The human capacity for disconnecting the dots even when the picture they paint is clear and obvious never ceases to amaze me – and climate change is perhaps the ultimate example.
Oh, I'm not talking about the flatworms who think someone who writes a book is automatically an authority on something they otherwise know nothing about, and thereafter angrily dispute the fact they're merely gullible.
No, what concerns me is the folk who you would think should know better, who inevitably wind up running for public office claiming to be wise to the realities of the climate and ecological emergency – before opening their mouths and proving otherwise.
Sandra Hazlehurst and Damon Harvey, I'm talking about you.
Yes, I know I've partly bagged both already and wasn't going to mention them again, but since they are running to be mayor of my town, I'm afraid I feel obliged to.
First Harvey wants to add another main arterial to the route between Hastings proper and its satellite suburb Havelock North. Then Hazlehurst trumps him by pushing the Lawrence Yule beat-up of four-laning the expressway to Napier.
Both on the basis that we have a "growth economy" and the region's traffic will be congealing on the tarseal if we don't build more roads asap.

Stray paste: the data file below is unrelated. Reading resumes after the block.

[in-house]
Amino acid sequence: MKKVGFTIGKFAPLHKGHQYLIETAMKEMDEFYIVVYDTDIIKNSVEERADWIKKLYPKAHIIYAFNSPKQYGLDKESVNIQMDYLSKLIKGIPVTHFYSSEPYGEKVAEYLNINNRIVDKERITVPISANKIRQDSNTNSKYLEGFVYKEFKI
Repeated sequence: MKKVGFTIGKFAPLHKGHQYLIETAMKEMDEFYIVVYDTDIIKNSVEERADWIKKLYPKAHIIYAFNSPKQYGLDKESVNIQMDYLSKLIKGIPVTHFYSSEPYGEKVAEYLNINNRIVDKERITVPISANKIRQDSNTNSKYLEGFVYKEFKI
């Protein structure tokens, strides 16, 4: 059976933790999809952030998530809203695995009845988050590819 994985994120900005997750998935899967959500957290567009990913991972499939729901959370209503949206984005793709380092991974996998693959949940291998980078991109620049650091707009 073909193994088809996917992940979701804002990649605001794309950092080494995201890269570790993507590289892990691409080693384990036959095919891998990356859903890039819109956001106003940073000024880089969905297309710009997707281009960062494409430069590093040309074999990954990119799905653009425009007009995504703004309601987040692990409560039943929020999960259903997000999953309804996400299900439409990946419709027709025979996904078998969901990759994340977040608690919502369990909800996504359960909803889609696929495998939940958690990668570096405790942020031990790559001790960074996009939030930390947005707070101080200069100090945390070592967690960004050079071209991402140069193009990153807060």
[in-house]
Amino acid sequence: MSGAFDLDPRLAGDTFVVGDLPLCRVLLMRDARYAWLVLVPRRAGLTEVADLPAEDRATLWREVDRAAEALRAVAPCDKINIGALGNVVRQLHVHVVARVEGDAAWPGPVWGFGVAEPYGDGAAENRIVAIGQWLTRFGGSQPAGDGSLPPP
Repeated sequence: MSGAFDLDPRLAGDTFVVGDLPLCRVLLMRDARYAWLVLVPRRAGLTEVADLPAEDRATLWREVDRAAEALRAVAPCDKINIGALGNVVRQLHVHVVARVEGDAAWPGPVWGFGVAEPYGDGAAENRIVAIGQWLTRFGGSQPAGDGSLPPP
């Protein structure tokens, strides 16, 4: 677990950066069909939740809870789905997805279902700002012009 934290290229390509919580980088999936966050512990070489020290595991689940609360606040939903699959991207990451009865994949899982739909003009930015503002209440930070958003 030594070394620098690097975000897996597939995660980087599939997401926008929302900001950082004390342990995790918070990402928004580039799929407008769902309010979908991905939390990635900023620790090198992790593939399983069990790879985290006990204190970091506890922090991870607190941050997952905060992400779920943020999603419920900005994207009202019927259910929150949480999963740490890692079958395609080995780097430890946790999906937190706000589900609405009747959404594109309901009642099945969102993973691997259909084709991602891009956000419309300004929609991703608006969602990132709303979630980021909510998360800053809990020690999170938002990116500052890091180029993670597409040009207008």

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Neither seems to have stopped to consider the big black cloud that is the looming climate crisis, and the impacts it will have on Hawke's Bay, before proposing we add more noxious vehicle emissions to hasten its arrival.
Hazlehurst backs her "need" by quoting a projected doubling of intensive agriculture in the region in the next 10 or so years.
Well, I'm sorry to have to tell you this Sandra – and for that matter, all the pipfruit and other growers out there who have grandiose expansion plans – but the very first question you should ask is, are we going to have the water resources to support such growth?
And the answer, as well as it can be determined, is no; we don't have enough water now, and we're going to have a lot less the drier and hotter this area gets. And it is getting drier and hotter, year after year.
So it's wishful thinking to expect the growth curve not to flatline sometime in the next decade. And, thereafter, reverse – and that reverse will be much worse the more acreage there is dependent on a dwindling water supply.
What we should instead be doing – what any truly responsible governance body would be doing – is shoring up as best we can the current agricultural base, and urgently bringing in stringent land use regulations to limit expansion until such time as there's an answer – if one is to be had – to the water storage problem.
That's telling the truth of it. But of course, that's not something people want to hear, especially in an election. No, they want to be reassured the fable of endless growth is what needs to be planned for – not some unseen and still minor in its effects global warming event.
By the way in case anyone thinks I'm being unfair, Napier has this blindness too; one major issue, quietly progressing without being talked about much, is the plan to spend $50 million-plus on an aquarium right on the beach – surely the dumbest idea of all, given impending sea-level rise.
Of course in order to tell the truth about climate change, candidates have to both understand it and have the courage to speak honestly about it. But that doesn't win elections, does it?
Bruce Bisset is a freelance writer and poet. Views expressed are the writer's opinion and not the newspaper's.